This essay will discuss the need for confidentiality and the nurse’s duty to keep information he/she is privy to, confidential. Brown et al (1992) suggest that a duty of confidentiality can be described as information that is disclosed which ought not to be disclosed further except within the relevant limits. Confidentiality is generally defined as the process of the protection of personal information, and is regarded as an integral part of a nurse’s role.
The Nursing and Midwifery Council (NMC) are the regulatory body of registered nurses and midwives in the United Kingdom, and clause 5 of the NMC code of professional conduct states that registrants have a duty to protect confidential information (NMC, 2006). Failure to adhere to this clause could result in removal from the register, as confidentiality is something all nurses must respect and be aware of. So what is patient confidentiality and why is it so important?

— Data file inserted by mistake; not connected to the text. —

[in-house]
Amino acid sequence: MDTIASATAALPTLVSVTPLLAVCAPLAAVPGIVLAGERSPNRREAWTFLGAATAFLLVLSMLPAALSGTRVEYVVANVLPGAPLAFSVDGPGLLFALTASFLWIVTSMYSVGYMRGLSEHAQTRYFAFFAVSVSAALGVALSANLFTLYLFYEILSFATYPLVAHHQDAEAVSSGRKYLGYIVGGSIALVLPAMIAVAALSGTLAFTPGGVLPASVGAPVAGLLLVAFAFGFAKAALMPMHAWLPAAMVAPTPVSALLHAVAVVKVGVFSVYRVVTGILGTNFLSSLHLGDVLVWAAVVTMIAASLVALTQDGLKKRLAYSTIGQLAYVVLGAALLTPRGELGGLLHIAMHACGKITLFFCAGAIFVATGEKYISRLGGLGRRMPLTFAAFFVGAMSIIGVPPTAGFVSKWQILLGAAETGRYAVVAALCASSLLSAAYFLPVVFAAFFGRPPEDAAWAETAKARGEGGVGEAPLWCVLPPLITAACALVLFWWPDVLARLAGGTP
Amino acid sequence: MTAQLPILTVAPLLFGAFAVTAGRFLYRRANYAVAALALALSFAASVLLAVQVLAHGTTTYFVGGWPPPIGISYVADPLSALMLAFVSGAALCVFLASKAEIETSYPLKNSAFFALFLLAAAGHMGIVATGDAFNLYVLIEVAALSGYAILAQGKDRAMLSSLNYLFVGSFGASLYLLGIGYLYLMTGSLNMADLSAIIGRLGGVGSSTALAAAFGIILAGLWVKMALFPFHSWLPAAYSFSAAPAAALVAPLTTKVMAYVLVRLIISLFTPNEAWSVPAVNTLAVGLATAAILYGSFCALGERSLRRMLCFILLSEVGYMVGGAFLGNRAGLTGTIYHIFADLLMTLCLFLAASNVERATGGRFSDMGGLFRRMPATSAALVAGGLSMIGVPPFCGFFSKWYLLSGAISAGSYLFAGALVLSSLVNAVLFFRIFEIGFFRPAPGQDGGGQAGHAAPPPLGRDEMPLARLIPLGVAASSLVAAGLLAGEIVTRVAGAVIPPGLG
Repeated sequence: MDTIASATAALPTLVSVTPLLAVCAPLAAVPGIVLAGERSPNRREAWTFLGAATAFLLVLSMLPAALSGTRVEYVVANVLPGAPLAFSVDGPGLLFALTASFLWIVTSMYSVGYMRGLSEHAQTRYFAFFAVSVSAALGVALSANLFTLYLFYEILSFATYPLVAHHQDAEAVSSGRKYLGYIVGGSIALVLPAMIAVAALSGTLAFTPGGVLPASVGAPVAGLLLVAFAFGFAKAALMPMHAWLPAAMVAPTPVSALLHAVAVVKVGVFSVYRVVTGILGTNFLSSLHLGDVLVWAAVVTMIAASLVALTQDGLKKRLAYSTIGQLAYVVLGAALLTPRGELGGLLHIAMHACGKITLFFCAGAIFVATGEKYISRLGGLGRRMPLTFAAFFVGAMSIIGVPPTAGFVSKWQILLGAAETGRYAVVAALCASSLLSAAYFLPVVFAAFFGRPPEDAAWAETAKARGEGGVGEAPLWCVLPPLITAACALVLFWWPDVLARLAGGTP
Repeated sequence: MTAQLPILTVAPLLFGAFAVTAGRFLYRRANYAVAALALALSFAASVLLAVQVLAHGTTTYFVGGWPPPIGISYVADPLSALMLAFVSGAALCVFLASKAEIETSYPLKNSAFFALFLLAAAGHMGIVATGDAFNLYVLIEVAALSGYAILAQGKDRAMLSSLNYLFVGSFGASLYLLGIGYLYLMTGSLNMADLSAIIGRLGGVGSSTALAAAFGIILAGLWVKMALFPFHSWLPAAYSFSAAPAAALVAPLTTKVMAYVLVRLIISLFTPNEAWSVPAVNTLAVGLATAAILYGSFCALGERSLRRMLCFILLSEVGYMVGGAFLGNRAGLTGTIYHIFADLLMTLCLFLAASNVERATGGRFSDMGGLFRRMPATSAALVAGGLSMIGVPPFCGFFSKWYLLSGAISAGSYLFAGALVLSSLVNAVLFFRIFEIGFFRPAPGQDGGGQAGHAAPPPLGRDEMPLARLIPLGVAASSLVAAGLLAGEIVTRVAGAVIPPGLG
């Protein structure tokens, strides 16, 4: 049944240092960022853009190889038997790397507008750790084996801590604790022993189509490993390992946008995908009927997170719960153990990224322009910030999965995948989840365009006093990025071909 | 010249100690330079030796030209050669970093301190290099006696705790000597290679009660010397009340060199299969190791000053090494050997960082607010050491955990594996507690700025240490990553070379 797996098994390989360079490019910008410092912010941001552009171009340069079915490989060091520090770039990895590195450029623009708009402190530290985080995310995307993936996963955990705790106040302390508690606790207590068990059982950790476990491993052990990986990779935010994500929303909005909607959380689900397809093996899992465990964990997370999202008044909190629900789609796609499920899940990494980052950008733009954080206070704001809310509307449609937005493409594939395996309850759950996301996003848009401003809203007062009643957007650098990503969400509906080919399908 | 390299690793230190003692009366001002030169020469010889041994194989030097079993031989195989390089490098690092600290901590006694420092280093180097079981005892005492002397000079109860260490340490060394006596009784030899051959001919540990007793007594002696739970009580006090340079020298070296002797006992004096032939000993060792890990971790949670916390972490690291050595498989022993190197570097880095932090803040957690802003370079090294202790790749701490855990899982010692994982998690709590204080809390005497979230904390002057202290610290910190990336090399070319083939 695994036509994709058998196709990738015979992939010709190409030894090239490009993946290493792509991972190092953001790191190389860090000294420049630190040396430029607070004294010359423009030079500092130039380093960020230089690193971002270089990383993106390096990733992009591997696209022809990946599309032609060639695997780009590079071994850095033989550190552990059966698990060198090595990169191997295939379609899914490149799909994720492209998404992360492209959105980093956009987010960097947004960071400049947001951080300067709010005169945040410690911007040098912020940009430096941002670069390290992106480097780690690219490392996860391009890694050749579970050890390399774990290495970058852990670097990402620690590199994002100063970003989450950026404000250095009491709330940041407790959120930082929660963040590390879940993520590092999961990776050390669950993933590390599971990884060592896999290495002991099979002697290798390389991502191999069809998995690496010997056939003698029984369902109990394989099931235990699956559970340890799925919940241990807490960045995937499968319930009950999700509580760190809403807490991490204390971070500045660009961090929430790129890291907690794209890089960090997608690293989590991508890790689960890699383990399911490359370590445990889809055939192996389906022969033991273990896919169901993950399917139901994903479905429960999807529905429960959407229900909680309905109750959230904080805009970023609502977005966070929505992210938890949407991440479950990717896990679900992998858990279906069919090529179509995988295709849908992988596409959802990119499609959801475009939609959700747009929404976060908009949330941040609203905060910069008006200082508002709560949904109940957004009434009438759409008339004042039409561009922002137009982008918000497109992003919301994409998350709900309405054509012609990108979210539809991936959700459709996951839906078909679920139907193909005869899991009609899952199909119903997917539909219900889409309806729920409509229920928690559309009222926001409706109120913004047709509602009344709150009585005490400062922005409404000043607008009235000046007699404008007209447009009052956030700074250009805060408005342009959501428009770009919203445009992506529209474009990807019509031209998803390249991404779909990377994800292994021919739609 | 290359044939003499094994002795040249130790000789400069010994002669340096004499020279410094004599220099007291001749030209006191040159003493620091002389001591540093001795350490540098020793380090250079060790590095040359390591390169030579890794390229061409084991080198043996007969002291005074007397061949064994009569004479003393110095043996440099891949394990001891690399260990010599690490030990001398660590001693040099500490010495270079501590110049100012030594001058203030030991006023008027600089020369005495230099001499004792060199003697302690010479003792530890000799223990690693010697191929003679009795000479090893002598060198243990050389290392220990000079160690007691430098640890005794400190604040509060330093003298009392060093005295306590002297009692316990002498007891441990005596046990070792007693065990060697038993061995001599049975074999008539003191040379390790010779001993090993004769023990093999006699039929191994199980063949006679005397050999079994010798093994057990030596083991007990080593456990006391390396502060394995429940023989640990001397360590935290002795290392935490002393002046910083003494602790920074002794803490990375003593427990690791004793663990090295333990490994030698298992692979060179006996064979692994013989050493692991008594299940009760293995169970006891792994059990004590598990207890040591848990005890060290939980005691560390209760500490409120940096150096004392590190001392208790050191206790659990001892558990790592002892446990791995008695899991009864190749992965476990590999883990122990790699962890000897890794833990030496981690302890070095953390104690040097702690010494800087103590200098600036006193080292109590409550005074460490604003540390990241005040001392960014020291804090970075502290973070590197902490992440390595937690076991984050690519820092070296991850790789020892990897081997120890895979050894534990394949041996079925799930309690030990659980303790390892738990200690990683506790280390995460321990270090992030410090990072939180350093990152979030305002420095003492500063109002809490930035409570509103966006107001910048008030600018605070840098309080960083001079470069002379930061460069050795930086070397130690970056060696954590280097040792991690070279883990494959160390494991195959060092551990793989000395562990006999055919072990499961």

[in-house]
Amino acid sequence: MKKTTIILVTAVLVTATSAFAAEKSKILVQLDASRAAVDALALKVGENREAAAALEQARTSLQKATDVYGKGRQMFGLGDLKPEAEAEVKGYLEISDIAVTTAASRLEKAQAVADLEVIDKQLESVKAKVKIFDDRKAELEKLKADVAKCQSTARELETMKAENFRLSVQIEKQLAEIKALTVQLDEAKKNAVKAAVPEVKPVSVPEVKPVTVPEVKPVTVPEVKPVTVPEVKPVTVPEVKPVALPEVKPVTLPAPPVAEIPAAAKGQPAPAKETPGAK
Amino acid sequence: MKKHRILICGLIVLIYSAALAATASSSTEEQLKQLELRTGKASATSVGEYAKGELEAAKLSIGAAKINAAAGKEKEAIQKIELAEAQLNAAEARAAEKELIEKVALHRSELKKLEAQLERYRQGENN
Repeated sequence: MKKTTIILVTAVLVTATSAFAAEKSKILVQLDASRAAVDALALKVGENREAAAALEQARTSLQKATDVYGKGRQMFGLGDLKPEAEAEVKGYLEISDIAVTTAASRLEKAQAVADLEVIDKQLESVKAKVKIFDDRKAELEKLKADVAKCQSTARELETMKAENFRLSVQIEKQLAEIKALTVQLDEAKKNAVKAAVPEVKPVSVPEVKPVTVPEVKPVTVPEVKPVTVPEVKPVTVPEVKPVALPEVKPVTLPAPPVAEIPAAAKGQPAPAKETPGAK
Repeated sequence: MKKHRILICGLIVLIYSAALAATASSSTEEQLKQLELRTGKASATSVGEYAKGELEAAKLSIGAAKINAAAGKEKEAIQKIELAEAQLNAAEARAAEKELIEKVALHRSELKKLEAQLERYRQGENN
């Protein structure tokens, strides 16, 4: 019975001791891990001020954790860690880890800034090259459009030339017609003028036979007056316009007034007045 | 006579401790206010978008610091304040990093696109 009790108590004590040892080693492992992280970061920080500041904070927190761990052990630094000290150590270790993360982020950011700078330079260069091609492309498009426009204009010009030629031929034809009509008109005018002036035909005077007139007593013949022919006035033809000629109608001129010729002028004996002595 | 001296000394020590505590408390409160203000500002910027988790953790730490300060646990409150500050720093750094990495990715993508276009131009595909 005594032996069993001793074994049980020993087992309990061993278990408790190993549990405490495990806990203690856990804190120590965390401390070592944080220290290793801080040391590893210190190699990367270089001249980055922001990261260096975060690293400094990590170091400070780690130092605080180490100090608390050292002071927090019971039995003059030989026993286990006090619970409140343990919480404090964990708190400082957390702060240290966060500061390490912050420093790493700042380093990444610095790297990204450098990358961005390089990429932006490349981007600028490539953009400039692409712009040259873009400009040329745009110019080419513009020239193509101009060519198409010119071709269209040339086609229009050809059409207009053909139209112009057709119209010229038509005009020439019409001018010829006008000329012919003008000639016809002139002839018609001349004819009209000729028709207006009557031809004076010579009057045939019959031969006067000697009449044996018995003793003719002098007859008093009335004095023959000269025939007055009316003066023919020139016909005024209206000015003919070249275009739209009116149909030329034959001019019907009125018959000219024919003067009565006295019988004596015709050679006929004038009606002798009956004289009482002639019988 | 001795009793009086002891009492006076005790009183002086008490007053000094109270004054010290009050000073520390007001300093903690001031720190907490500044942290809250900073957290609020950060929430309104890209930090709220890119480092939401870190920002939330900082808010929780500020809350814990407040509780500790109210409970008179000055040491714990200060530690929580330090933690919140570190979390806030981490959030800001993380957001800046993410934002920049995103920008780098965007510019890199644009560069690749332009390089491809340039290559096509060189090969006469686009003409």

The Department of Health (2003) says “A duty of confidence arises when one person discloses information to another (e. g. patient to clinician) in circumstances where it is reasonable to expect the information will be held in confidence. ” Confidential information (in the authors opinion as a healthcare student) includes but is not limited to information pertaining to an individual, e. g. name, contact details, medical details.
When in a position of trust and having access to confidential information, it is a good idea to ask yourself ‘what would I regard as confidential? What information would I not like to be shared? ’ which, when thinking about it, is: nothing personal that could identify you, or, something which is becoming increasingly more of a danger, leave you at risk of identity fraud. Protecting patient confidentiality is highly important to obtain and retain trust, and protect the patient, and sometimes, the patient’s family, not to mention to maintain professionalism at all times.
When a patient is under the care of a professional, they must be made aware that relevant personal information regarding themselves and their medical history will be told to other members of the team working on their care. An example of this is on a ward during patient handover. In the authors experience, the ‘handed over’ information usually includes the patients name, age, relevant medical history, social situation, current daily information (e. g.diet taken, environmental factors) clinical diagnosis, and treatment plans.